Review: 'Through the Shadowlands’ describes Julie Rehmeyer's ME/CFS Odyssey
I should note at the outset that this review is based on an audio version of the galleys and the epilogue from the finished work. Julie Rehmeyer sent me the final version as a PDF, but for some reason my text to voice software (Kurzweil) had issues with it. I understand that it is...
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New to LDN for CFS... Tolerance? Where to get?

Discussion in 'General Treatment' started by Jeremiah, Aug 14, 2016.

  1. Jeremiah

    Jeremiah

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    Does this stuff last without increasing the dosage? In my particular case, I have a pretty long history of trying things (drugs, supplements, activities) that work for just a couple days and fizzle out. I've given up on some things, and in other cases stayed faithful for many months, but there is ultimately no difference. The only thing that has consistently helped me out as of late is fasting throughout the day, eating no more than 50 calories an hour.

    After 15 years of trying things, LDN initially seems like a breath of fresh air. Only learned of it a couple weeks ago. However, it sounds like any other drug I've taken... It makes you high by releasing endorphins by doing something chemically to keep the endorphins in your system. Do this over and over again and the body compensates by shutting things off. For me, within a couple days. I can't imagine this would be any different?

    Also, is it really all that hard to get this stuff prescribed? Do I really have to see a specialist that is listed on the Internet? I'm sure I could get the folks at my local sleep disorders clinic to prescribe this? Or any physician?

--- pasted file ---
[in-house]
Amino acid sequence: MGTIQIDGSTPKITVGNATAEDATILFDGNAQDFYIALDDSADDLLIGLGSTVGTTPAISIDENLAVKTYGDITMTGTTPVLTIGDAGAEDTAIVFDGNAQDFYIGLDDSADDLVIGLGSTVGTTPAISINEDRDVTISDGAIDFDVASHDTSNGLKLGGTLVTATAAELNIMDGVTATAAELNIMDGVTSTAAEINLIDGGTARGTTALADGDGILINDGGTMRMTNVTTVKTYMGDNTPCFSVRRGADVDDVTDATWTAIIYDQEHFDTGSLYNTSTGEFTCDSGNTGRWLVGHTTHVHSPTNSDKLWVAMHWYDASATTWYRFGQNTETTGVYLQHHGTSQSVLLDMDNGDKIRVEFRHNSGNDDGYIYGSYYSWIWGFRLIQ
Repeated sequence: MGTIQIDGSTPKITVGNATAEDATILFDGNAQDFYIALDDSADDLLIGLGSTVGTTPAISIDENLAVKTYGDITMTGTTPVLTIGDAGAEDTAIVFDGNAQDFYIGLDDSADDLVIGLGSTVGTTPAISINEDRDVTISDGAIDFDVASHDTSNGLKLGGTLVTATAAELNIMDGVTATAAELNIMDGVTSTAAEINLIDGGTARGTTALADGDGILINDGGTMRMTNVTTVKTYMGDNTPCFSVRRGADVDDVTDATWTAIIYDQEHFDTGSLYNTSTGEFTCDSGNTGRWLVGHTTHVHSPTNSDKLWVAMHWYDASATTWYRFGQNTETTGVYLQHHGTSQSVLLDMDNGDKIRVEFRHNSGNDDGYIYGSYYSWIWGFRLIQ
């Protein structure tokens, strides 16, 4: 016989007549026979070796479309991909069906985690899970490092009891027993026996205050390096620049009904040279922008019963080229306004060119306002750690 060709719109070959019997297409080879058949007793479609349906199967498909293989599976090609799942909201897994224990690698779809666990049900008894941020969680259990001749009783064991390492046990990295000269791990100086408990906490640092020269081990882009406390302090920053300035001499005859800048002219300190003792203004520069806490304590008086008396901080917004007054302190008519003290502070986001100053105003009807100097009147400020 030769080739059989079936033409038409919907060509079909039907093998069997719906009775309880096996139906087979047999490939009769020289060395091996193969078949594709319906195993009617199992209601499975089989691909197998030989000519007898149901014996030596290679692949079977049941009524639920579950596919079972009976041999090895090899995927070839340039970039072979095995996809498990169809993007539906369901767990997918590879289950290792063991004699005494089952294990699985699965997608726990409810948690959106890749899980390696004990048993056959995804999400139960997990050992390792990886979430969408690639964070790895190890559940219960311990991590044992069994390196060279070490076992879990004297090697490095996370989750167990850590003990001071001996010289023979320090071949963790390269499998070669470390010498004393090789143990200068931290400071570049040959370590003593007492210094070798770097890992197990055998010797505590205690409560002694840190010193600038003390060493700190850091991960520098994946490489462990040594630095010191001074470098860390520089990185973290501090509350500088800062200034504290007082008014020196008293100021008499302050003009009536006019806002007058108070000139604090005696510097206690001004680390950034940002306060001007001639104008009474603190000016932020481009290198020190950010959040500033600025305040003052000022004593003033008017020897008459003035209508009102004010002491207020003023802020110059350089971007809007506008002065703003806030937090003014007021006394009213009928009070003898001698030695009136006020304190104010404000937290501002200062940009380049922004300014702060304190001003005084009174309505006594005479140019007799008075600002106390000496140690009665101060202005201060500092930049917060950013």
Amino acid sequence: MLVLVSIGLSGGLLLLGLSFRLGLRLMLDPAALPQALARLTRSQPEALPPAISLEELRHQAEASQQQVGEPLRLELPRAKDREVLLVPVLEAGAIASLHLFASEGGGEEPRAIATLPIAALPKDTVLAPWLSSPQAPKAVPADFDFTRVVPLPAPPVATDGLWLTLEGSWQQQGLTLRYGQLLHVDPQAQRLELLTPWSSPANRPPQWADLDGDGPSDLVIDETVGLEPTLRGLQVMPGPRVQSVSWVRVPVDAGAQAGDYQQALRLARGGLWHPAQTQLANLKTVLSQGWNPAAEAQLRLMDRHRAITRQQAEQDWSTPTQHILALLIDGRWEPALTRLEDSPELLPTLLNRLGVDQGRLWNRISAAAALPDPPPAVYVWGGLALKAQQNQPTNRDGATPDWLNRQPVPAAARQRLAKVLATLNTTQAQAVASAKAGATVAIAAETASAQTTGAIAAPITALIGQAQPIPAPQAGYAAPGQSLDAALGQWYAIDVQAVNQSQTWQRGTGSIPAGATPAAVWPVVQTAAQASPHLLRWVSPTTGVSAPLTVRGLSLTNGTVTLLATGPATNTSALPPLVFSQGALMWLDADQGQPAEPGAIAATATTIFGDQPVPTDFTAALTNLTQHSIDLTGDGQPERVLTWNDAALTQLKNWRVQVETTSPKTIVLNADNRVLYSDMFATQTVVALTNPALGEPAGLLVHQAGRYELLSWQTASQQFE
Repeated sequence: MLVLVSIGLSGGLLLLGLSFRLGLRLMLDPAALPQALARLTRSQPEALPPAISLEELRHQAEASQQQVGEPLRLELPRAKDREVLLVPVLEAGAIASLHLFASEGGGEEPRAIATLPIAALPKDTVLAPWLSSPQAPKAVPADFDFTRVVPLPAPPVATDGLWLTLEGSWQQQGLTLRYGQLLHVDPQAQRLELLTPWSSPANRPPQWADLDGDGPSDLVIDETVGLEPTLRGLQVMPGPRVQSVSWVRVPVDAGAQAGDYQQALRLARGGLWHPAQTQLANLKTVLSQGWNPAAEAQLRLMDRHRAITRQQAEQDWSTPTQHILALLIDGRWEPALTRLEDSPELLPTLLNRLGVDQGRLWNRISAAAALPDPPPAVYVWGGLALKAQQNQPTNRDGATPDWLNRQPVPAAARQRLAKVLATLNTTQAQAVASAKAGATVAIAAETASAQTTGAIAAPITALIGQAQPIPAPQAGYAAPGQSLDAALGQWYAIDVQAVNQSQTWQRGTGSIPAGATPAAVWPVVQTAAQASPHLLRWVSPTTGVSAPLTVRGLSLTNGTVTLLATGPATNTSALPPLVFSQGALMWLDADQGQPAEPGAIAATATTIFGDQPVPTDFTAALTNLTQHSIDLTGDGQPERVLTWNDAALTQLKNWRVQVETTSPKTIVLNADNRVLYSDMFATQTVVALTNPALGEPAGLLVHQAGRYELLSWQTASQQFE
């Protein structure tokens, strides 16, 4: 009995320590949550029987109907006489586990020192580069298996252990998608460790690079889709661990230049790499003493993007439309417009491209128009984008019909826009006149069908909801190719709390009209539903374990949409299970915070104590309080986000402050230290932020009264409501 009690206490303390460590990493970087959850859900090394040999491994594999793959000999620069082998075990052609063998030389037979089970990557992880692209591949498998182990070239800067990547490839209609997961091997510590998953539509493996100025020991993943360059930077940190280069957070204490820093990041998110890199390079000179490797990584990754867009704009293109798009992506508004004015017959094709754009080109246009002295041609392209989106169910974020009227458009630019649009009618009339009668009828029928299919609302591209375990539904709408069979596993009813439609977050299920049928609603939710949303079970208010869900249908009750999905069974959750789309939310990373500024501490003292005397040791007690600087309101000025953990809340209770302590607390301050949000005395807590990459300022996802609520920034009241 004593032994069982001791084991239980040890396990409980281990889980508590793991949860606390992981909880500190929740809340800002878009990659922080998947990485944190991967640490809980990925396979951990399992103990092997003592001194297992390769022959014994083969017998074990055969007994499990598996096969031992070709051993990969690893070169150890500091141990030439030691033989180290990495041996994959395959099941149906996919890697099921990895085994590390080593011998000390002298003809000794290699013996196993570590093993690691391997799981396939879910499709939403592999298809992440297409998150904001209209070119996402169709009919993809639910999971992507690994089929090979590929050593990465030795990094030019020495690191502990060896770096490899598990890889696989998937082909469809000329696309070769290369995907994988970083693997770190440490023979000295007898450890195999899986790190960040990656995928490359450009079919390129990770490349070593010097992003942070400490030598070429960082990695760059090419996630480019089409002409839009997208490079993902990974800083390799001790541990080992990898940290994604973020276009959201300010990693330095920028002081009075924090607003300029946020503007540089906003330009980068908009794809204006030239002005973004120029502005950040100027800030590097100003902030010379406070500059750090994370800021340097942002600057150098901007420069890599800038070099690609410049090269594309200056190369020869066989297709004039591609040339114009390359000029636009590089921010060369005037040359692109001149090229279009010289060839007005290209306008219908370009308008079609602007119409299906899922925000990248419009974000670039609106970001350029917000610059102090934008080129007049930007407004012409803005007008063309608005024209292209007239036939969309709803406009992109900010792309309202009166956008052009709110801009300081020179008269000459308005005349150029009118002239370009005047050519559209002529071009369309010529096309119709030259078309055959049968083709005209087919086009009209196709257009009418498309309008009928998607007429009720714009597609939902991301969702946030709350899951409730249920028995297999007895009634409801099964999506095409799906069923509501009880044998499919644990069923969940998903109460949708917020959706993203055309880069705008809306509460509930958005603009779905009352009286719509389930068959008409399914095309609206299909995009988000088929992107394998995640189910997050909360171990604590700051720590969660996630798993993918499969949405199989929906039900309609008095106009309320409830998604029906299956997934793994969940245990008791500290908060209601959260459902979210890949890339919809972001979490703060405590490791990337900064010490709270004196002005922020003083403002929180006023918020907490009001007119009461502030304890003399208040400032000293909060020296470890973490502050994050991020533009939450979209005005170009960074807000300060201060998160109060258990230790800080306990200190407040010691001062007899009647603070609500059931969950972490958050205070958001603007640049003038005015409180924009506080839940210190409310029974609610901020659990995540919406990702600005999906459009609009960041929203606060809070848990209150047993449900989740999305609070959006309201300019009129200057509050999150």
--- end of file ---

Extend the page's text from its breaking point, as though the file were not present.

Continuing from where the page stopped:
2. frederic83

    frederic83 Senior Member

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    I had this problem of supps/drugs that only work a few days, now I'm mostly sensitive to everything. I think you will experience the same thing with LDN, it will only help for a short time. I tried it and that is what happened. Then it is possible that the benefit will stop, or you will just feel worse. That was my usual reaction with supps and increasing the dose (you can't overdo it with LDN because the benefit is lost otherwise) does not work in my case. But I think it should be tried, because we do not have a lot of alternatives.

    To get the drug, and if it is hardly available where you live, an online pharmacy is ok, there are some safe sites. Although, you can have some problems with the custom. Where do you live?
     
  3. Jeremiah

    Jeremiah

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    I agree... probably won't work but it's probably worth trying! In the US I imagine it shouldn't be hard to get it prescribed. I just don't want to pay the out-of-pocket some of the specialty alternative therapy clinics charge.
     
  4. Sushi

    Sushi Senior Member Albuquerque

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    Any doctor in the US or a nurse practitioner can prescribe it. I get the 50 mg tablets from any pharmacy and dissolve them in 50 mls of water. Works as well as the compounded version for me and costs about $1 per month. I have taken it for years and never got tolerant to it. It does a lot more than boost endorphins temporarily. Most do find that they have to titrate the dose up very slowly. It took me 4 months.